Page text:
Impact of Covid-19 on women in low-income households in India
Impact of Covid-19 on women in low-income households in India is a report published in May 2021 by Dalberg, a global social impact advisory group. It contains the results of a study on the pandemic’s effects on women from households with a monthly income of less than Rs. 20,000. As of October 2020, the report states, one in four women from low-income households (roughly 6.4 crore women) had not recovered their paid work, were limiting their food intake, or were unable to access essentials like pads and contraceptives.
report covers the impact of the pandemic on “…livelihoods, access to
essentials, assets and debt, food and nutrition, sanitation, and time use.” It studies
the extent to which government social protection programmes supported low-income
households during the crisis and suggests measures for their economic recovery.
34-page publication contains an introduction (Chapter 1), the study’s findings
(Chapter 2), suggestions on areas for additional research (Chapter 3) and notes
on the study’s methodology (Chapter 4).
The report includes testimonies through telephonic interviews of about 15,000 women and 2,300 men from low-income households across 10 states: Bihar, Gujarat, Karnataka, Kerala, Madhya Pradesh, Maharashtra, Odisha, Telangana, Uttar Pradesh and West Bengal. It represents their experience of the nationwide lockdown –from March 24 to May 31, 2020 – and the months immediately following.
The women who were interviewed had access to mobile phones; roughly half of them owned one. Hence, they represented a section of low-income households which was relatively better off.
The report states that during the peak of the lockdown, in April and May, around 4.3 crore women lost their sources of income. While women accounted for only 24 per cent of the workforce before the pandemic, they made up 28 per cent of those who lost jobs because of it. About 43 per cent of the women who lost their jobs were yet to regain paid work – which, the report states, indicates that women experienced a slower recovery rate in paid work as compared to men.
Over one in 10 women restricted their food intake or ran out of rations the week they were surveyed. About 16 per cent of women who used menstrual pads before the pandemic now had limited or no access to them. More than one in three married women were unable to access contraceptives.
Roughly 47 per cent of women – as compared to 43 per cent of men – reported an increase in household chores, and 41 per cent of women reported having to do more unpaid care work than before. The report suggests that this increase in domestic work for women may lead to an unequal rise in the hours women spend on housework even post-lockdown.
The study shows that women from historically marginalised groups were more severely impacted by the pandemic than others. Women from households which were earning a monthly income of less than Rs. 10,000 lost 3 to 7 percentage points more of their income than the rest of the women surveyed. This difference was 13 percentage points for Muslim women and 10 percentage points for migrant women.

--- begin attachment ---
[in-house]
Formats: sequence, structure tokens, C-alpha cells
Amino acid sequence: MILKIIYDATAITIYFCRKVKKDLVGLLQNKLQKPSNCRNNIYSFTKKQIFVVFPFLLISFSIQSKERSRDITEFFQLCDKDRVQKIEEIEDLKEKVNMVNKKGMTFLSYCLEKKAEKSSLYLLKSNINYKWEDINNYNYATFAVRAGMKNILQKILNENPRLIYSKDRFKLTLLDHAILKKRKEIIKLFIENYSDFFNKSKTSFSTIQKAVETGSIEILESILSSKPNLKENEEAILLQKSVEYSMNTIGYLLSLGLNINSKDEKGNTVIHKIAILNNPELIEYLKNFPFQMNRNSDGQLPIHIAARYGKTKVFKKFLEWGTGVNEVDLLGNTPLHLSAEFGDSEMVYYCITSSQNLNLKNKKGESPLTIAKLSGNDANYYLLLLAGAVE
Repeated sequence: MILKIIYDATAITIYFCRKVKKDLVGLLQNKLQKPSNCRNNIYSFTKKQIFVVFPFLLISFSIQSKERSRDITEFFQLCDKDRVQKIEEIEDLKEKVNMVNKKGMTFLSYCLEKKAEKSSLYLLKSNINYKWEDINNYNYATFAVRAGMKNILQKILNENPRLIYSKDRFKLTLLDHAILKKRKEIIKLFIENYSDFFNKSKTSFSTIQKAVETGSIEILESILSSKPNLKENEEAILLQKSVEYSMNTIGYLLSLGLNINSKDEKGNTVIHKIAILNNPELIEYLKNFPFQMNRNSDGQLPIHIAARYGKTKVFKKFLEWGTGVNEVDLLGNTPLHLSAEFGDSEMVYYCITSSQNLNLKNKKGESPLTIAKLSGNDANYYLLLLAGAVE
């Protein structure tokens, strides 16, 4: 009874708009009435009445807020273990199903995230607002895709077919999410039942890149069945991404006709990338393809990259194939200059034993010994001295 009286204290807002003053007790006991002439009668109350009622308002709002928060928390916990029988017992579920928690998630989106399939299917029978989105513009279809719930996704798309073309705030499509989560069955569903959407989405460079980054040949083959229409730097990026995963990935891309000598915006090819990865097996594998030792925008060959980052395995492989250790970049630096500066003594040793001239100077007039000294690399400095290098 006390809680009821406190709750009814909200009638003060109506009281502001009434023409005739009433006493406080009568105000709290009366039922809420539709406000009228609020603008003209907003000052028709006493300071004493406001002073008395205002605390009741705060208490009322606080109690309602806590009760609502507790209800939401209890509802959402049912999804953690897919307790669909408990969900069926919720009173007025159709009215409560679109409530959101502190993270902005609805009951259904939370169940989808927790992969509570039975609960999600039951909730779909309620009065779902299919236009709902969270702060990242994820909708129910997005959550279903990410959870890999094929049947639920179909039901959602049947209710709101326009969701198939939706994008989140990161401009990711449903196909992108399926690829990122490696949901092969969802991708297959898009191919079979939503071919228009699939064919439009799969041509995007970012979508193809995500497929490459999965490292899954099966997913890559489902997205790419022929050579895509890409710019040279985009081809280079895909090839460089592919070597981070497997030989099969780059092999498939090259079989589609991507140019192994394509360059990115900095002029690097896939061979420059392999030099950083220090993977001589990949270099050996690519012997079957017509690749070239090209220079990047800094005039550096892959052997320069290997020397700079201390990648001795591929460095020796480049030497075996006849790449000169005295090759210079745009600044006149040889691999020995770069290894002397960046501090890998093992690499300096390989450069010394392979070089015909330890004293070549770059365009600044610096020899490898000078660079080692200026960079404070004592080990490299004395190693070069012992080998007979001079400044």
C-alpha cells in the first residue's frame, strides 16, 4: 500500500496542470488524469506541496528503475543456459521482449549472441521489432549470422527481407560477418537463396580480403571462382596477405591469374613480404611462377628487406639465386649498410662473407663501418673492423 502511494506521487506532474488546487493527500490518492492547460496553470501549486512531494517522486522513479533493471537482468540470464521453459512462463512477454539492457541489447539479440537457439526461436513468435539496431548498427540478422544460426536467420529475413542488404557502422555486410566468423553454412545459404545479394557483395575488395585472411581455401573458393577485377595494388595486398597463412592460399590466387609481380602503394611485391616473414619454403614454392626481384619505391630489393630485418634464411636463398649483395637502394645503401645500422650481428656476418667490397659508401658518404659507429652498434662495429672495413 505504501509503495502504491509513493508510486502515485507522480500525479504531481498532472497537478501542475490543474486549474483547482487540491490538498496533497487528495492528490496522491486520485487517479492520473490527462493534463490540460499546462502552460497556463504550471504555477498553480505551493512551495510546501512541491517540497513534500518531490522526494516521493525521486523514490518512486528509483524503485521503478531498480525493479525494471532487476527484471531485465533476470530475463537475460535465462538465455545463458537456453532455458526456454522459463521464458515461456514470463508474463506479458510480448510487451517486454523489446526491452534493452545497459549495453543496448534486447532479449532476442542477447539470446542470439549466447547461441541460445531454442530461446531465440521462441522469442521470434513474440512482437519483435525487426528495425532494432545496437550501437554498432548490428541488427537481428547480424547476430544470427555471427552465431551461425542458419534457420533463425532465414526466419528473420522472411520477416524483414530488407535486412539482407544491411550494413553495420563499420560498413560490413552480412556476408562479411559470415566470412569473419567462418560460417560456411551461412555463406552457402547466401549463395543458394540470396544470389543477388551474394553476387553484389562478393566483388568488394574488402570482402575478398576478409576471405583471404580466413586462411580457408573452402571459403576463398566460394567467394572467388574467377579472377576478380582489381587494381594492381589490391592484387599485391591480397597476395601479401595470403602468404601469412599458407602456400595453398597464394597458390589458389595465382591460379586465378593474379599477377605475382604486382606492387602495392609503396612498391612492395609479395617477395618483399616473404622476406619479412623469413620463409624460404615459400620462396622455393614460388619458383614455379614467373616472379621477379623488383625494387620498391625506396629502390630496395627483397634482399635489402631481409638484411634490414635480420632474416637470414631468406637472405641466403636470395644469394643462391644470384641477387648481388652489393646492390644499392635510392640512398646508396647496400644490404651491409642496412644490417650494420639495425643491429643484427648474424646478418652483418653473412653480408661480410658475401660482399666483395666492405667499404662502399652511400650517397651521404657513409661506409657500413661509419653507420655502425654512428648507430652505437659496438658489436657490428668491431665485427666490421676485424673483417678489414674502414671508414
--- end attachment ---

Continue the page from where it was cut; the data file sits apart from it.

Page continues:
Government welfare measures under the Mahatma Gandhi National Rural Employment Guarantee Act (MGNREGA) of 2005, the Pradhan Mantri Jan-Dhan Yojana and the public distribution system (PDS) supported 1.2 crore, 10 crore, and 18 crore women during the pandemic. (MGNREGA aims to provide 100 days of paid work in a year to rural households in India; the Jan-Dhan Yojana provides access to financial services for low-income groups.)
Members of self-help groups reported a borrowing rate of 59 per cent, as compared to the 42 per cent average among the surveyed women. Other channels for borrowing money were family and friends.
The report identifies six areas where the government could strengthen its efforts to support the recovery of women from the effects of the pandemic. These are: launching enlisting drives to include more rural women into the paid workforce through MGNREGA; issuing pads along with rations through the public distribution system; increasing contraceptive access in Bihar, as well as organising campaigns to encourage the use of condoms; supporting women’s economic recovery through existing livelihood schemes; prioritising single, separated, divorced and widowed women under the One Nation One Ration Card (ONORC) scheme; and establishing social assistance programmes for women working in the informal secor, particularly domestic workers and casual labourers. (The Centre’s ONORC scheme allows beneficiaries to avail food grains in ration shops across the country.)
The report points out areas that require additional research to fully understand the impact of the Covid-19 crisis. This includes studying the reasons behind the loss of paid work among women farmers, domestic workers and women employed in the private sector.
Focus and Factoids by Dipanjali Singh.